On the other hand it also shows how different depths can enhance the transparency of complex mixes just as the image on the right it shows as well.

In this case we have a Band together with an orchestra (Drums, Bass and so on)
When you listen to mixes of the London Symphonic Orchestra and others we often can make out that the Instruments of the Band are in its "own room".
So I tried to reach this as well with some nice results...

If you are using MIR you still can mix the orchestra in it but mix the band within its own "room" (just with an Algorithmic Reverb for example).
As you can listen to the example: The sound keeps clear at any time.

28. What means "Sampling Frequency"?

First of all, a short overview, what about we talk:

Click on the Images for enlarging them...

Left Picture
The image shows that the audio signal is measured a certain times per second (Sampling Frequency). So we are getting a "Sample" 44100 times per second - for example. The red signal is the digitalized audio signal.
Right Picture
It shows us: The faster we take samples (higher sampling frequency) and the smaller the distance of the vertical possibilities (dynamic steps = Bit Resolution) the more precise we get a digitalized copy of the audio signal.
A high sampling frequency and a high dynamic (Bit-Resolution) lead to smaller faults while digitalizing.

What's the goal with higher Sampling Rates
With higher Sampling Rates than 44.1kHz we can get/record higher frequencies than 20kHz.
The frequency responce of an Audio Interface shows this clearly:
5 Hz - 20,4 kHz (Sampling Frequency 44.1 kHz)
1 Hz - 43,3 kHz (Sampling Frequency 96 kHz)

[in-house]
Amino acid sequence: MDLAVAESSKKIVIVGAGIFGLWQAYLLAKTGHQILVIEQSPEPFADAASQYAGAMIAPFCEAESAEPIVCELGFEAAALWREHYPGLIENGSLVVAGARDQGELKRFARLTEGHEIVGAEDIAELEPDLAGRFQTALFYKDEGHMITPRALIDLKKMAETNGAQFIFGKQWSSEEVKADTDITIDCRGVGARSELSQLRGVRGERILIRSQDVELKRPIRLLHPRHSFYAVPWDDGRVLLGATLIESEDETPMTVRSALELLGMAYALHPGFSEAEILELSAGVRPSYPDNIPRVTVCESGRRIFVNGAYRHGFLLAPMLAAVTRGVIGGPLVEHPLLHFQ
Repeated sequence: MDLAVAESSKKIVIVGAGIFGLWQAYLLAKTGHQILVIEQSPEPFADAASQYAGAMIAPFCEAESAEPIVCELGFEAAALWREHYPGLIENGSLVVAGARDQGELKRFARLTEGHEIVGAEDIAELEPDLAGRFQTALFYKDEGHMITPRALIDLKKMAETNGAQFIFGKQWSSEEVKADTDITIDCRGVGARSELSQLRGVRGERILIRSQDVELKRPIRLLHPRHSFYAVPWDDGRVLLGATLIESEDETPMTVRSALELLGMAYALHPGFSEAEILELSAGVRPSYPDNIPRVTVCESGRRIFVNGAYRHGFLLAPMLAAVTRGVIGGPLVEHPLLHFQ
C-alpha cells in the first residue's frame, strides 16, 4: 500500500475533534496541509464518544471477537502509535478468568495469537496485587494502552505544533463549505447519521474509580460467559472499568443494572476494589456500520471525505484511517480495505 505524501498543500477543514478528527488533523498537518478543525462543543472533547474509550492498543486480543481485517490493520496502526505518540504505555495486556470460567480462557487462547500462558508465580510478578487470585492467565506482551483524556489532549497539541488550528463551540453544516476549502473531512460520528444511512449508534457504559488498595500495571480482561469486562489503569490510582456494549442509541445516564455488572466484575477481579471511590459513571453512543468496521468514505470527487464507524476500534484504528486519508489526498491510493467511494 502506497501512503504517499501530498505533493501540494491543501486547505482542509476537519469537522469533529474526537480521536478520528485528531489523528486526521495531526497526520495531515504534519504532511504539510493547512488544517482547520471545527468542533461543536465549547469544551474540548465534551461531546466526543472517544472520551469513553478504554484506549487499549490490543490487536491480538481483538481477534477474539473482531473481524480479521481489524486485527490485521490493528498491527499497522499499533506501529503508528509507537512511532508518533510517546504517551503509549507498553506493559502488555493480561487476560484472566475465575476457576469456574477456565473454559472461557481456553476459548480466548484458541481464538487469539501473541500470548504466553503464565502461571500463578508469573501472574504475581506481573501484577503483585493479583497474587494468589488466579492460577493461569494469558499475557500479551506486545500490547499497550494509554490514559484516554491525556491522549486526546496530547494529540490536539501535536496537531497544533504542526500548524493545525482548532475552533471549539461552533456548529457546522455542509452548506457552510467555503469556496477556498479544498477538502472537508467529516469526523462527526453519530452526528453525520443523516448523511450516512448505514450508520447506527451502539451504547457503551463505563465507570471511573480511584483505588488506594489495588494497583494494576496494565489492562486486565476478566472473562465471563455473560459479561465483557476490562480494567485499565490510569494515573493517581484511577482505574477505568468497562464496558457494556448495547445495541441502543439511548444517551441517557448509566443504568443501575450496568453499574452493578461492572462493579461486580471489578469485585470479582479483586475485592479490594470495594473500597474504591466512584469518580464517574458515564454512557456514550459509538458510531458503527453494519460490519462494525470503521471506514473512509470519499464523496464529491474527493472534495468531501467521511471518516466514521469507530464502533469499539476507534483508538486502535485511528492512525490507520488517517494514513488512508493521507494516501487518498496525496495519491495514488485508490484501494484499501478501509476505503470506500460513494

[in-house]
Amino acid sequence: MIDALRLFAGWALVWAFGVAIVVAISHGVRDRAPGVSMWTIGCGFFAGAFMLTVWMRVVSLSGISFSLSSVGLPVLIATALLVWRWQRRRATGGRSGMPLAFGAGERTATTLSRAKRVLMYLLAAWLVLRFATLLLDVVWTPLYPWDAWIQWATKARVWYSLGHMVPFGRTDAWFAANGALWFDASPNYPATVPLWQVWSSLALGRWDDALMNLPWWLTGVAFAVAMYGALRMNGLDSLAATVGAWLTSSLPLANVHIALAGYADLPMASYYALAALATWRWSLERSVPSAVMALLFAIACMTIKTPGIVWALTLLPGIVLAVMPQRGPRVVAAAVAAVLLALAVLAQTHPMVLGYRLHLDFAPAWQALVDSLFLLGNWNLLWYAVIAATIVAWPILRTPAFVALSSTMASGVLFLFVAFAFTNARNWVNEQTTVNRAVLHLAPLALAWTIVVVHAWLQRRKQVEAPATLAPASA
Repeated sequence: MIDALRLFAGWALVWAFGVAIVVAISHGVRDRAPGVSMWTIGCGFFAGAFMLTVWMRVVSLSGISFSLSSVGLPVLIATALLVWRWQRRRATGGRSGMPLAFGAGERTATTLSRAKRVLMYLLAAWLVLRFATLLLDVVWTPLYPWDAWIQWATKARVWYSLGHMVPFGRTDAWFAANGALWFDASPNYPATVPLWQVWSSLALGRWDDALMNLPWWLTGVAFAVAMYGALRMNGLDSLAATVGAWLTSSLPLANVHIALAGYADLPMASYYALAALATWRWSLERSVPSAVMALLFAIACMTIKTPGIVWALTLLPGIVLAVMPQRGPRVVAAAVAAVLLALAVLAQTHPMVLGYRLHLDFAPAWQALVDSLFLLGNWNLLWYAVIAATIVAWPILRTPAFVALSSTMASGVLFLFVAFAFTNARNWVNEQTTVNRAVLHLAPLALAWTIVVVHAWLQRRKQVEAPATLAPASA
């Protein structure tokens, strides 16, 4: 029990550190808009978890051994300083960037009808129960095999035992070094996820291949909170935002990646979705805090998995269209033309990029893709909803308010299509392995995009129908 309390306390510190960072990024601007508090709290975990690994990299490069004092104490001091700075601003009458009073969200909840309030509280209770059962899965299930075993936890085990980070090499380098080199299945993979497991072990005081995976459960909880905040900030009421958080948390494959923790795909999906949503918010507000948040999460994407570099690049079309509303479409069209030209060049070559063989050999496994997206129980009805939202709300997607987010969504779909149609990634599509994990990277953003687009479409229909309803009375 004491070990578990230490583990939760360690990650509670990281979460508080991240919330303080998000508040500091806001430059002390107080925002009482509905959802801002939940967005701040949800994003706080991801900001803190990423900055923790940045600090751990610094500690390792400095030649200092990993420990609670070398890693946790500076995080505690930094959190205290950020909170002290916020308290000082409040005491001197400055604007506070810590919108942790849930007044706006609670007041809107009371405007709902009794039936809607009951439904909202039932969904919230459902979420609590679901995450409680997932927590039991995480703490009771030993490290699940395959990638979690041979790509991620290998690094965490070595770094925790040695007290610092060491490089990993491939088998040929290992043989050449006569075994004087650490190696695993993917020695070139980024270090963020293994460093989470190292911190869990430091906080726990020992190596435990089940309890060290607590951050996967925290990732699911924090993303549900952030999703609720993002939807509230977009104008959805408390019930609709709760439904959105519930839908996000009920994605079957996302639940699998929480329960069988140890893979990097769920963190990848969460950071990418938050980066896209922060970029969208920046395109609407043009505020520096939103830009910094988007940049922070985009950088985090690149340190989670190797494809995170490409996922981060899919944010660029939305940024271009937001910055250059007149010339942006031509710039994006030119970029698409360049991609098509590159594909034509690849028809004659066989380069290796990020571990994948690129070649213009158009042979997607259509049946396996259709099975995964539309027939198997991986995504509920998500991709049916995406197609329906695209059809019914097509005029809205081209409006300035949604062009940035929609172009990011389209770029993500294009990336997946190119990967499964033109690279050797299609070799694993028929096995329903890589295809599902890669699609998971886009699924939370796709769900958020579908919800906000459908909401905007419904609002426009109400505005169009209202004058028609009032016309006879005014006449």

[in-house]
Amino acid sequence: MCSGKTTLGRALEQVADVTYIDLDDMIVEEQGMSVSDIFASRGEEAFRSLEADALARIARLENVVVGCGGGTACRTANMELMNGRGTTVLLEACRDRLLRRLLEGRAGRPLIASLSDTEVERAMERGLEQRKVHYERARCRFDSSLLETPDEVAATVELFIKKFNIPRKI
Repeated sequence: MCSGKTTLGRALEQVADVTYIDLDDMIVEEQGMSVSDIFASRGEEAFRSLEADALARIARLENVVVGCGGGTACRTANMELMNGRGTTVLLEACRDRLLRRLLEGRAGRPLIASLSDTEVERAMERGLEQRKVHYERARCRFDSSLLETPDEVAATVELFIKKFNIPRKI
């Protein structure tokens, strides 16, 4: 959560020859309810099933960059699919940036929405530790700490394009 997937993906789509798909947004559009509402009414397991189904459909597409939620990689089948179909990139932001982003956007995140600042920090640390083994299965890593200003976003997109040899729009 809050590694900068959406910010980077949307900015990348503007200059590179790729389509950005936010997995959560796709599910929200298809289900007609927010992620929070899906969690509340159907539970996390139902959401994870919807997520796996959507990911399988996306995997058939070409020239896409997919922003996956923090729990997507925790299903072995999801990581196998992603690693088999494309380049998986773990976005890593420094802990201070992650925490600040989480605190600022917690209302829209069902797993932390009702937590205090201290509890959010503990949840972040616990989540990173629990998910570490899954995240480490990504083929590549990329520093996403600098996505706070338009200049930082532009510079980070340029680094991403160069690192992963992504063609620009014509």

When we reduce the higher sampling rate down to 44.1 kHz for example we will lose again these higher frequencies - but for all the treatments (effects) of our signal before we could use the higher quality of the signal...

So what shall we choose?
It depends on the product you want to have in the end.
For normal cases we should use 44,1kHz/24dB instead of 44,1kHz/16Bit.
For an even better quality you can increase the sampling rate as well up to 88,2/24Bit or 96kHz/24Bit.
192kHz/24Bit or 192kHz/32Bit is going too far in most cases.

A practical rule for your important projects could be:
1. If you are working for a CD (16Bit) choose 24 Bits.
2. For an even better quality:

Choose the sampling frequency twice as much (or more) as you finally use it.

Example for a CD which is 44.1kHz/16Bit :
88,2 kHz/24Bit or 176,4kHz/24Bit

There are a lot of discussions in the net around the correct higher sampling rates. Finally it depends on the possibilities of your system, on the resampling method and of course on the final product you need.
The following link gives an overview: